Overcoming Imposter Syndrome

What Is Imposter Syndrome?

Imposter Syndrome (IS) is a phenomenon typically experienced by high-achieving, highly-driven professionals and students who feel inadequate or undeserving of their success. It is about the struggle to feel truly okay, to be truly worthy of being accepted by others. IS is often fueled by a subconscious sense of outsider-ness and marginality that is maintained deep inside the psyche. People who experience Imposter Syndrome often:

A confident businessman

  • Fear Exposure or being found out as a fraud
  • Rationalize their success as “luck” or “a mistake”
  • Feel they don’t deserve praise and have difficulty accepting credit
  • Do not let positive feedback sink in or last long
  • Hold themselves to lofty, almost impossible standards
  • Self -sabotage opportunities for professional growth
  • Work long hours to make something perfect
  • Are intolerant of own mistakes or small failures
  • Are over-reactive to negative feedback
  • Are unable to take satisfaction in work well-done
  • Have an unhealthy work-life balance, suffer from workaholism

If you are like many professionals who are dealing with Imposter Syndrome, the overwhelming fear of failure—or the fear of success—can be immobilizing. Success is a limited point in a vast plane of possibilities. There is only one way of succeeding and many outcomes which are felt to be failures. The standard for success is set so high that the sheer difficulty of attaining it can lead to a sense of futility or paralysis.

What Behaviors And Thoughts Are Associated With Imposter Syndrome?

  • The perceived impossibility of attaining success
  • Self-criticism, self-blame, and self-defeating thoughts
  • A punishing attitude toward the self, negative self-image
  • A sense of being a phony, a fraud, unworthy, or inadequate
  • Shame, self-doubt, anxiety, and fear

Who Suffers From Imposter Syndrome?

Also known as Fraud Syndrome, Imposter Syndrome primarily relates to career and achievement. SI affects individuals in every walk of life, ranging from Nobel and Oscar-winning celebrities, like John Steinbeck and Meryl Streep, to successful, high-ranking CEOs. Even high school and college students can run into this issue. Surveys conducted on students and alumni from universities and professional schools, as well as the general public, report that as much as 70-80% of individuals have endorsed symptoms associated with IS.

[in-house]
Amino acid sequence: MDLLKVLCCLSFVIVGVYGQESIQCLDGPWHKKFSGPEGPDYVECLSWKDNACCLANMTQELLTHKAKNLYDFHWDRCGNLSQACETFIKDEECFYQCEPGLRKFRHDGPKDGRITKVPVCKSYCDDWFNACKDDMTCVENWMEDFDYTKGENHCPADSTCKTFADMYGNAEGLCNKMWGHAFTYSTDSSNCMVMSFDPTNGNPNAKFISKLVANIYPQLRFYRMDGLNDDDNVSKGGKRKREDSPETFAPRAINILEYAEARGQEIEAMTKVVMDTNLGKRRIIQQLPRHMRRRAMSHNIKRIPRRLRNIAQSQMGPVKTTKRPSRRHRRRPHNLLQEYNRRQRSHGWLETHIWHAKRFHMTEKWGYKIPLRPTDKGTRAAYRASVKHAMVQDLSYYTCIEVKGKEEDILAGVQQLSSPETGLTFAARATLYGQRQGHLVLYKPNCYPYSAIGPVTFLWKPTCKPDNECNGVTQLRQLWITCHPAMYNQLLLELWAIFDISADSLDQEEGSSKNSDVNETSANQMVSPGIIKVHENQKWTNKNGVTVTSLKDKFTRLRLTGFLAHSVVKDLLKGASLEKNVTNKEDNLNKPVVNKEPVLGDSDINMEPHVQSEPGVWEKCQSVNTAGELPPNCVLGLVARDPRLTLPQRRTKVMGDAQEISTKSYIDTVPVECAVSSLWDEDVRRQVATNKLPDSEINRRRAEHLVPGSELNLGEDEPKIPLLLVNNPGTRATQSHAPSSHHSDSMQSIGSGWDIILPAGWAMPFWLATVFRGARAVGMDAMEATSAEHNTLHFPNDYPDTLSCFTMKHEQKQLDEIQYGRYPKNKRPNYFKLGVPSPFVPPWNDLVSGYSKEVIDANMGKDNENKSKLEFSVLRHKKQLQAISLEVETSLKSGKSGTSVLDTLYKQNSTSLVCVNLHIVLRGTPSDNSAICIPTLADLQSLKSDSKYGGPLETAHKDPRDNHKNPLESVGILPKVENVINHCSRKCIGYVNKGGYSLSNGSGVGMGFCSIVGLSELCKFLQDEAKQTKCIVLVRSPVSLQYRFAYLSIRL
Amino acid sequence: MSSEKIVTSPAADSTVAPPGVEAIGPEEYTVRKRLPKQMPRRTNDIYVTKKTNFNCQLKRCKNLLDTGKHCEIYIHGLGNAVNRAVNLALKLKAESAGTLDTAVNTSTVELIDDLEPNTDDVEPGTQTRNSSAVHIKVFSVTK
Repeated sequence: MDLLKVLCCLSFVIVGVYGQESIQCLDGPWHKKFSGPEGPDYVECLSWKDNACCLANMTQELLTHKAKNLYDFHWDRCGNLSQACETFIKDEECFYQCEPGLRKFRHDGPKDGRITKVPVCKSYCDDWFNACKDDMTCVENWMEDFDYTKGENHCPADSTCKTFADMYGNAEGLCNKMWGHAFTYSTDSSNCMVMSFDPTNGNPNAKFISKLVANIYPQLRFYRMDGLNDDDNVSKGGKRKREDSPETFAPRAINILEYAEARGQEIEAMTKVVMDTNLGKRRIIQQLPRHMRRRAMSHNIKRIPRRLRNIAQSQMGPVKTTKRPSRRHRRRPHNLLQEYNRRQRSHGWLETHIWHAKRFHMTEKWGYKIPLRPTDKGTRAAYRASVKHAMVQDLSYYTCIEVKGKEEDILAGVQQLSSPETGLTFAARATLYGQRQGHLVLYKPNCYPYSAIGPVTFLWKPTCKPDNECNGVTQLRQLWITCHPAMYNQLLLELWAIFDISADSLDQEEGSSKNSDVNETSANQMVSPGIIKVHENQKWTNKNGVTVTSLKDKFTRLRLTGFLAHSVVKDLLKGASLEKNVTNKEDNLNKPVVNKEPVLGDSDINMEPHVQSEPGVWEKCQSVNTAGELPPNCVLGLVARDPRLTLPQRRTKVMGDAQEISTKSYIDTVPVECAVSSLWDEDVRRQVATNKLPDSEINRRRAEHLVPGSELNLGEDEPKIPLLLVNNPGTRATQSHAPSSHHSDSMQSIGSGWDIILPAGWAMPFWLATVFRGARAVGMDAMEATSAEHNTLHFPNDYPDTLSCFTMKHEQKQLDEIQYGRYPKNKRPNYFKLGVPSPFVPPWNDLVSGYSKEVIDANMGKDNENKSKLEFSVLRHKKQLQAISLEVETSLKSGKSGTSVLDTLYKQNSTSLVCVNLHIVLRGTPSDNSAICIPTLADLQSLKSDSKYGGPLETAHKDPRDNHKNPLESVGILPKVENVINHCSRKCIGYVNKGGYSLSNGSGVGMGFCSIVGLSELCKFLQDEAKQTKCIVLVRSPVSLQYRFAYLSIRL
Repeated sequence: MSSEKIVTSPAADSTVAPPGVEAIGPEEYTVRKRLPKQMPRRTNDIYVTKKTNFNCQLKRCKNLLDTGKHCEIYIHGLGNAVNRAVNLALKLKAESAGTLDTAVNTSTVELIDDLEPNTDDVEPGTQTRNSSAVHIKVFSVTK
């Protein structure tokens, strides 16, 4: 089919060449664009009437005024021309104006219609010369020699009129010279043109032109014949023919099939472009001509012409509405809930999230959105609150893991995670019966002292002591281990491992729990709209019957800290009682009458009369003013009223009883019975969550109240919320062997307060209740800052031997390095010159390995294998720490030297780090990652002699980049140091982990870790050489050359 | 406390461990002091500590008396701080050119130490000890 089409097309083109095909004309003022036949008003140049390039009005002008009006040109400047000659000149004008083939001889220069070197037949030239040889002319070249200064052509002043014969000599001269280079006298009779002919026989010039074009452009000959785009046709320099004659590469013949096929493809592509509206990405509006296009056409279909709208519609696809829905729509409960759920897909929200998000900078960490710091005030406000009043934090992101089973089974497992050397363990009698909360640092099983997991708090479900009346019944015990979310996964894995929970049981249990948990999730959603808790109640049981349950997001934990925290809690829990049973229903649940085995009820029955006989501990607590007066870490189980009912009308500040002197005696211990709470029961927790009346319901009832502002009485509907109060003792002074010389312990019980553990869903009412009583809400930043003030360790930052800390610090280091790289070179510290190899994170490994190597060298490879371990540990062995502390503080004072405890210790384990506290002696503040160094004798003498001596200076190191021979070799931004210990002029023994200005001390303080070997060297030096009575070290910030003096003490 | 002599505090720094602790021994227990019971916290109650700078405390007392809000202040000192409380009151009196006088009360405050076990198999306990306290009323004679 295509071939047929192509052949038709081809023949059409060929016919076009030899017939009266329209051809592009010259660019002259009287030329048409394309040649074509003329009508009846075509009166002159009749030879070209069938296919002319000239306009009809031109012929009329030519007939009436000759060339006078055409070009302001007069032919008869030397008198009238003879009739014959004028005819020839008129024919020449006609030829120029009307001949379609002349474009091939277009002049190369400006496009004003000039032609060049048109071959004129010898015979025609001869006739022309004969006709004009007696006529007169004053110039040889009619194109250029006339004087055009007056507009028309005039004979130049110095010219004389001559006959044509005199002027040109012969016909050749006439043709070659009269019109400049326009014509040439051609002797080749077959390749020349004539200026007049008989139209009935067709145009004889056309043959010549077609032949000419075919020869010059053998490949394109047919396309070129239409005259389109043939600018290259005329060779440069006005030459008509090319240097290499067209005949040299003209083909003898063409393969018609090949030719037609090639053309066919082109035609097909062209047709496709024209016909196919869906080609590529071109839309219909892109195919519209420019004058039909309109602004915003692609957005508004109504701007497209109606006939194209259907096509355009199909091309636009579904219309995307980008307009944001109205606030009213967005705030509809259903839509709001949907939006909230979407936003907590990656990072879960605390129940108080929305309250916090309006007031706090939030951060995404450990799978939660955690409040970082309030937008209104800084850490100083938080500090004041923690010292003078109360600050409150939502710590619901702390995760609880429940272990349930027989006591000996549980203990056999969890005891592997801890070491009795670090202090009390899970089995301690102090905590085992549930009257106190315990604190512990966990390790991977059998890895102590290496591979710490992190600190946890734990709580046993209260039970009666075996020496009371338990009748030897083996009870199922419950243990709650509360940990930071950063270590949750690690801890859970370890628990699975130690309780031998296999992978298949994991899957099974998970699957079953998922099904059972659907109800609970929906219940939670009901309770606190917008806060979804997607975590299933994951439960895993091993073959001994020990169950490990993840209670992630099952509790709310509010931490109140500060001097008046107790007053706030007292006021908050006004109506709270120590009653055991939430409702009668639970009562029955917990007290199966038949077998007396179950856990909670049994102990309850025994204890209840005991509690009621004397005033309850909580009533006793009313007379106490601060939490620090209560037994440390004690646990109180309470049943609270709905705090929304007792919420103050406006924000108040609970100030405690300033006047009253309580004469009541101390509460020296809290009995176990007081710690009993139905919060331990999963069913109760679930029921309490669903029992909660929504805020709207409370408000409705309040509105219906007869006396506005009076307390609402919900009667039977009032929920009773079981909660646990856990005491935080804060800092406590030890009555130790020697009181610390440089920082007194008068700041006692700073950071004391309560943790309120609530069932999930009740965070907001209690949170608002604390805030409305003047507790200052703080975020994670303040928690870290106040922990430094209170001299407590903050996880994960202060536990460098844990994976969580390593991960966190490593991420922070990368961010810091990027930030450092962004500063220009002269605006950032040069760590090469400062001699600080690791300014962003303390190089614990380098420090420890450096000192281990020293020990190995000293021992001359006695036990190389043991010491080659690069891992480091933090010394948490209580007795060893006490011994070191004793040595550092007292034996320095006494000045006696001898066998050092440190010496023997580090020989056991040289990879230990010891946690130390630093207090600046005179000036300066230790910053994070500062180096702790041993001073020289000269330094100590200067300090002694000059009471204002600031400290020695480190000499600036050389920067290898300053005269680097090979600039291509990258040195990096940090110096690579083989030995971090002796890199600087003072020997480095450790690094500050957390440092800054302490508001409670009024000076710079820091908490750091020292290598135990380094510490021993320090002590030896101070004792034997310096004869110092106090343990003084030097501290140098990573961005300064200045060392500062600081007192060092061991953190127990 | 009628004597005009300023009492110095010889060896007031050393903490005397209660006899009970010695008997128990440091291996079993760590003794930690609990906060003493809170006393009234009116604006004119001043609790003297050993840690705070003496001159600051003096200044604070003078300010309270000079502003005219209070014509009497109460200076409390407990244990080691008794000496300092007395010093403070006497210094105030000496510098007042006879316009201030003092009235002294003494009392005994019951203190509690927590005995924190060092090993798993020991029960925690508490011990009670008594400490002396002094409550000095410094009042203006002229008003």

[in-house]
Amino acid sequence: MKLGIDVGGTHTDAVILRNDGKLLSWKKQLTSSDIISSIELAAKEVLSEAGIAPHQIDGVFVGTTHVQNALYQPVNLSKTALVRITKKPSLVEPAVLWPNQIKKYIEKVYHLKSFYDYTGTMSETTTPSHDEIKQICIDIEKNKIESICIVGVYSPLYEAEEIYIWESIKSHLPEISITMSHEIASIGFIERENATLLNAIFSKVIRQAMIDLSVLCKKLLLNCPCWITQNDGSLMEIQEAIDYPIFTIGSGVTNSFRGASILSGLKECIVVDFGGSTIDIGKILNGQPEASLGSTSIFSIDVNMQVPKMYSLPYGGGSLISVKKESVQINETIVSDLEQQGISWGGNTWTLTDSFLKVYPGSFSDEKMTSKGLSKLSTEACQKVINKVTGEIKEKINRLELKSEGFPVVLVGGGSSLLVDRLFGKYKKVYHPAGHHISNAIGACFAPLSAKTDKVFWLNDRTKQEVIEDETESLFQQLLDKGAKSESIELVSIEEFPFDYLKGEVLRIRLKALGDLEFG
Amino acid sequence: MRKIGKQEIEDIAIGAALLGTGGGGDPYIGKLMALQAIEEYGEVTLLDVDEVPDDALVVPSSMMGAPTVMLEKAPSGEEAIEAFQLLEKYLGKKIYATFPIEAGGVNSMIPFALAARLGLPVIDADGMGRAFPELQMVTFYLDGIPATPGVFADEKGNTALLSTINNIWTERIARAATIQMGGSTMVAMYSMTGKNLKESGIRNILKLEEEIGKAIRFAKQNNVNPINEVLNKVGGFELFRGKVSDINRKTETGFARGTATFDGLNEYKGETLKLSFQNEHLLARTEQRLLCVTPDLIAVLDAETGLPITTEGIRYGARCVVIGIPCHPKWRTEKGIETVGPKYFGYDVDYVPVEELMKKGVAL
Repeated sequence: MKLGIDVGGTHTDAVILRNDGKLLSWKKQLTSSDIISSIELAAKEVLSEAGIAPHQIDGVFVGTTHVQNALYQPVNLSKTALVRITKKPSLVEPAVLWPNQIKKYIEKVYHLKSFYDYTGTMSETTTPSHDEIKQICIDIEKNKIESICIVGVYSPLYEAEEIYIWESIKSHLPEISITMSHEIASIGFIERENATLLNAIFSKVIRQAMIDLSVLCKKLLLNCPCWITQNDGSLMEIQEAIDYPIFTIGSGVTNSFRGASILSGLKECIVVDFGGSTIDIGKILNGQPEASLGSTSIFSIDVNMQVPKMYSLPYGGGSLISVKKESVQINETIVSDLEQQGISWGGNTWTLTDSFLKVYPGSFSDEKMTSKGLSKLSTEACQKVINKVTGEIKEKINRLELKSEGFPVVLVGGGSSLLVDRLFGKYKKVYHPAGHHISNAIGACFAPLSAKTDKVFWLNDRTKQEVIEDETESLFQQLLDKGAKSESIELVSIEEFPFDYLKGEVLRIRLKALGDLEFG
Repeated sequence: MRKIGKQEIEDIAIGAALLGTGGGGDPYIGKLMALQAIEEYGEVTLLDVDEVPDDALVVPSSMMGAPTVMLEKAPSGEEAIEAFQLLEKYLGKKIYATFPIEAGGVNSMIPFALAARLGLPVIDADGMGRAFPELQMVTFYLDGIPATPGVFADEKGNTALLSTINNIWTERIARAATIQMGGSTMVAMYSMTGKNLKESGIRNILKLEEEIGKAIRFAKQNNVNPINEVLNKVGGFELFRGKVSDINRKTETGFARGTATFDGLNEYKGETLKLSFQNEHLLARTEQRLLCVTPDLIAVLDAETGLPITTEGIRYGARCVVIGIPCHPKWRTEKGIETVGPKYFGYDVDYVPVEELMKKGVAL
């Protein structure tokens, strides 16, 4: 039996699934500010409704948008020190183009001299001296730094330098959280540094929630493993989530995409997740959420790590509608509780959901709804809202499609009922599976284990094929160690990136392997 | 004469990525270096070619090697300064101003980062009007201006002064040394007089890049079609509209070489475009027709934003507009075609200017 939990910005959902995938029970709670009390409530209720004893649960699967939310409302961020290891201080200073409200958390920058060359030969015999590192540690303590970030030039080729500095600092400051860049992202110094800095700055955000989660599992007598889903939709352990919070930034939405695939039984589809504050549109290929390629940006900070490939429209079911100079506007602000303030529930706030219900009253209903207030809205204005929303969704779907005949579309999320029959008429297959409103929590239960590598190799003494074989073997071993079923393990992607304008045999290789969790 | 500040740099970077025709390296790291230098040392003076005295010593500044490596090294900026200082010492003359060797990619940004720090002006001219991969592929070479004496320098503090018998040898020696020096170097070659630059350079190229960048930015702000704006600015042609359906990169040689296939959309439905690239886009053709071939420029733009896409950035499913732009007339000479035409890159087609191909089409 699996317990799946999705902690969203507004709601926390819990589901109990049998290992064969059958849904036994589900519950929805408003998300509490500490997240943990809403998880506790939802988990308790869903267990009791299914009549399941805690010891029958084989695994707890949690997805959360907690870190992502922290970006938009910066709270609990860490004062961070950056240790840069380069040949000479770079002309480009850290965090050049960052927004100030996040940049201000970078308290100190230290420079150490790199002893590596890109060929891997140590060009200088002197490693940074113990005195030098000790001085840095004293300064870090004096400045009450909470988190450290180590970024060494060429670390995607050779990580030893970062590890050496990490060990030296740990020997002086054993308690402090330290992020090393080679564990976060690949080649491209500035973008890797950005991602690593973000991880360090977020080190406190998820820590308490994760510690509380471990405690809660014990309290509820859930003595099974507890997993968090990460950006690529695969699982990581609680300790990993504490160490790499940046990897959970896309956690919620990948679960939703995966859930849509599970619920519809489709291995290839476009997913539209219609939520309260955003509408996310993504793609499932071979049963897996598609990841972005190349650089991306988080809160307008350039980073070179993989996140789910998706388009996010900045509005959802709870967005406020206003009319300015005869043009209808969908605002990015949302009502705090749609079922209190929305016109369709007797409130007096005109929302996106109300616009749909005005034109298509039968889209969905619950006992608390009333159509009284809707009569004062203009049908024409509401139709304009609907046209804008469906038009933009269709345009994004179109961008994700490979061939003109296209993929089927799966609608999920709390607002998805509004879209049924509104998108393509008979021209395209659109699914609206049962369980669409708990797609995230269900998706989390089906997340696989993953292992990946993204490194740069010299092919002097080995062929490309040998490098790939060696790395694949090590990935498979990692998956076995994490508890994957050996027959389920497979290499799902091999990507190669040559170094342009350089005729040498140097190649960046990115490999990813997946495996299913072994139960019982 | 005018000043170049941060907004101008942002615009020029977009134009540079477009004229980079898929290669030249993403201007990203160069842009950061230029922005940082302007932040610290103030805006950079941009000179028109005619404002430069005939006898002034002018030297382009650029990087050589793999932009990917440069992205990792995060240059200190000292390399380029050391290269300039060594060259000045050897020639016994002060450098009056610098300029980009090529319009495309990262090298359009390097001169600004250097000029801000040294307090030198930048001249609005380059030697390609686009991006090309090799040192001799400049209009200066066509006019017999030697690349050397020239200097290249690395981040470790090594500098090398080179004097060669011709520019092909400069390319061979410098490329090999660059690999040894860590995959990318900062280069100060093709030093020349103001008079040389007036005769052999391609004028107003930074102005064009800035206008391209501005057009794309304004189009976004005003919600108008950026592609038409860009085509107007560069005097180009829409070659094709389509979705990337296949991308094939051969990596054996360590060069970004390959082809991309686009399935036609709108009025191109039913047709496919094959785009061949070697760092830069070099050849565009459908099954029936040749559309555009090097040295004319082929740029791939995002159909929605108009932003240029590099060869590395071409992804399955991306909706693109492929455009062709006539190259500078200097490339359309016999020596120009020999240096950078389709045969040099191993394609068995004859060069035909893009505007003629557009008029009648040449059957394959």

Why Does Imposter Syndrome Occur In The First Place?

Troubled office worker

IS taps into the powerful human need for agency.  We are profoundly wired to seek mastery and control, and Imposter Syndrome feeds the fantasy of perfectionism.  The desire for self-improvement and prosperity is a fundamental human quality and right. But in the modern context, we have become indentured to performance, achievement, and success. Under this weight, we struggle to define what truly makes us happy and what we are realistically capable of doing.  Imposter Syndrome makes people lose perspective of what it takes to feel good about oneself.

One factor that particularly affects millennials, a growing segment of the US population, is social media and the all-encompassing nature of technology. Shakespeare once wrote that “all the world is a stage.” And today, it is. Social media and technology create a platform to relentlessly portray yourself as happy, successful, and prosperous even if behind the scenes you feel dissatisfied and afraid for the future. Therefore, there is tremendous pressure to always be on top of things, look good, and be confident, which, in itself, creates a sense of being fraudulent.

Imposter Syndrome was first researched in the 1970s as a prevalent problem among female academics.  This was largely because women had traditionally been raised to believe that they were incapable of succeeding in school and work.  (In fact, women still labor under the burden of lowered expectations.)  This mentality inevitably bled into the collective societal subconscious and became internalized, where it continues to create unique challenges for women in academia and the workplace.

Blurry reflection of a person in a pool of water

How Would Therapy Help With Overcoming Imposter Syndrome?